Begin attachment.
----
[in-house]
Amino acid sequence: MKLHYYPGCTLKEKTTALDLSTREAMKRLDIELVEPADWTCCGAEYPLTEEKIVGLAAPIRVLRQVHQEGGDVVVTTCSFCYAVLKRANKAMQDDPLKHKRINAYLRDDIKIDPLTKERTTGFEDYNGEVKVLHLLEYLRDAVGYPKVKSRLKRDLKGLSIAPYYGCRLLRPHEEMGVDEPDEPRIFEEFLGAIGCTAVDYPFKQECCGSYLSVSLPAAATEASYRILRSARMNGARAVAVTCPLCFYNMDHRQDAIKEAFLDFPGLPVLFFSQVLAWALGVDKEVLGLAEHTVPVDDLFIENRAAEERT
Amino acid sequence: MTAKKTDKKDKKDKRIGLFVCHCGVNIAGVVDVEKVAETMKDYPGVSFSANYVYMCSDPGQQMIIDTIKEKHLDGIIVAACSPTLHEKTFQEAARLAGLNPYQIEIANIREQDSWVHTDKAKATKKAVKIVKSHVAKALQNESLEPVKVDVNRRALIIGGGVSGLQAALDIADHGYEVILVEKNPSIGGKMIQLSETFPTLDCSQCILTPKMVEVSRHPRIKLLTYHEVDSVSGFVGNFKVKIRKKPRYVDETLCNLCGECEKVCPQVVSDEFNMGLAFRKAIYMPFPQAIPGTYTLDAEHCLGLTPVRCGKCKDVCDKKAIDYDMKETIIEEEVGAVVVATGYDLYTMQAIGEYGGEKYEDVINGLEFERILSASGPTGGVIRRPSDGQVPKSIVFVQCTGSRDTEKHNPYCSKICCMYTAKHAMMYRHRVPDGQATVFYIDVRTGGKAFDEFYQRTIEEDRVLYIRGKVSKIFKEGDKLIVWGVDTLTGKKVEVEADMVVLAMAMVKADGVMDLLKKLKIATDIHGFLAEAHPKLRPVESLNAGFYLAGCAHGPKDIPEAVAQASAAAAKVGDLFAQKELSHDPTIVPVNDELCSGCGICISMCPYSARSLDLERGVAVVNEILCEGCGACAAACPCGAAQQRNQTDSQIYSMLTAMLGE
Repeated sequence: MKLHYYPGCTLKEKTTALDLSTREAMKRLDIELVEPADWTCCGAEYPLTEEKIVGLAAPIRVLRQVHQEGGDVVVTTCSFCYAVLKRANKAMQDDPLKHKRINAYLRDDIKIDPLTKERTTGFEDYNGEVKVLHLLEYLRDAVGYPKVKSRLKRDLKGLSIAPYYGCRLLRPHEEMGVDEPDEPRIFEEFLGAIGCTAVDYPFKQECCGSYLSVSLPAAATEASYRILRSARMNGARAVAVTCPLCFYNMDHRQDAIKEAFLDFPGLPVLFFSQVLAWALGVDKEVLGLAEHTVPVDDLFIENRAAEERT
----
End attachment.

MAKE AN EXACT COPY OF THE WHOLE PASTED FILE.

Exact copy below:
[in-house]
Amino acid sequence: MKLHYYPGCTLKEKTTALDLSTREAMKRLDIELVEPADWTCCGAEYPLTEEKIVGLAAPIRVLRQVHQEGGDVVVTTCSFCYAVLKRANKAMQDDPLKHKRINAYLRDDIKIDPLTKERTTGFEDYNGEVKVLHLLEYLRDAVGYPKVKSRLKRDLKGLSIAPYYGCRLLRPHEEMGVDEPDEPRIFEEFLGAIGCTAVDYPFKQECCGSYLSVSLPAAATEASYRILRSARMNGARAVAVTCPLCFYNMDHRQDAIKEAFLDFPGLPVLFFSQVLAWALGVDKEVLGLAEHTVPVDDLFIENRAAEERT
Amino acid sequence: MTAKKTDKKDKKDKRIGLFVCHCGVNIAGVVDVEKVAETMKDYPGVSFSANYVYMCSDPGQQMIIDTIKEKHLDGIIVAACSPTLHEKTFQEAARLAGLNPYQIEIANIREQDSWVHTDKAKATKKAVKIVKSHVAKALQNESLEPVKVDVNRRALIIGGGVSGLQAALDIADHGYEVILVEKNPSIGGKMIQLSETFPTLDCSQCILTPKMVEVSRHPRIKLLTYHEVDSVSGFVGNFKVKIRKKPRYVDETLCNLCGECEKVCPQVVSDEFNMGLAFRKAIYMPFPQAIPGTYTLDAEHCLGLTPVRCGKCKDVCDKKAIDYDMKETIIEEEVGAVVVATGYDLYTMQAIGEYGGEKYEDVINGLEFERILSASGPTGGVIRRPSDGQVPKSIVFVQCTGSRDTEKHNPYCSKICCMYTAKHAMMYRHRVPDGQATVFYIDVRTGGKAFDEFYQRTIEEDRVLYIRGKVSKIFKEGDKLIVWGVDTLTGKKVEVEADMVVLAMAMVKADGVMDLLKKLKIATDIHGFLAEAHPKLRPVESLNAGFYLAGCAHGPKDIPEAVAQASAAAAKVGDLFAQKELSHDPTIVPVNDELCSGCGICISMCPYSARSLDLERGVAVVNEILCEGCGACAAACPCGAAQQRNQTDSQIYSMLTAMLGE
Repeated sequence: MKLHYYPGCTLKEKTTALDLSTREAMKRLDIELVEPADWTCCGAEYPLTEEKIVGLAAPIRVLRQVHQEGGDVVVTTCSFCYAVLKRANKAMQDDPLKHKRINAYLRDDIKIDPLTKERTTGFEDYNGEVKVLHLLEYLRDAVGYPKVKSRLKRDLKGLSIAPYYGCRLLRPHEEMGVDEPDEPRIFEEFLGAIGCTAVDYPFKQECCGSYLSVSLPAAATEASYRILRSARMNGARAVAVTCPLCFYNMDHRQDAIKEAFLDFPGLPVLFFSQVLAWALGVDKEVLGLAEHTVPVDDLFIENRAAEERT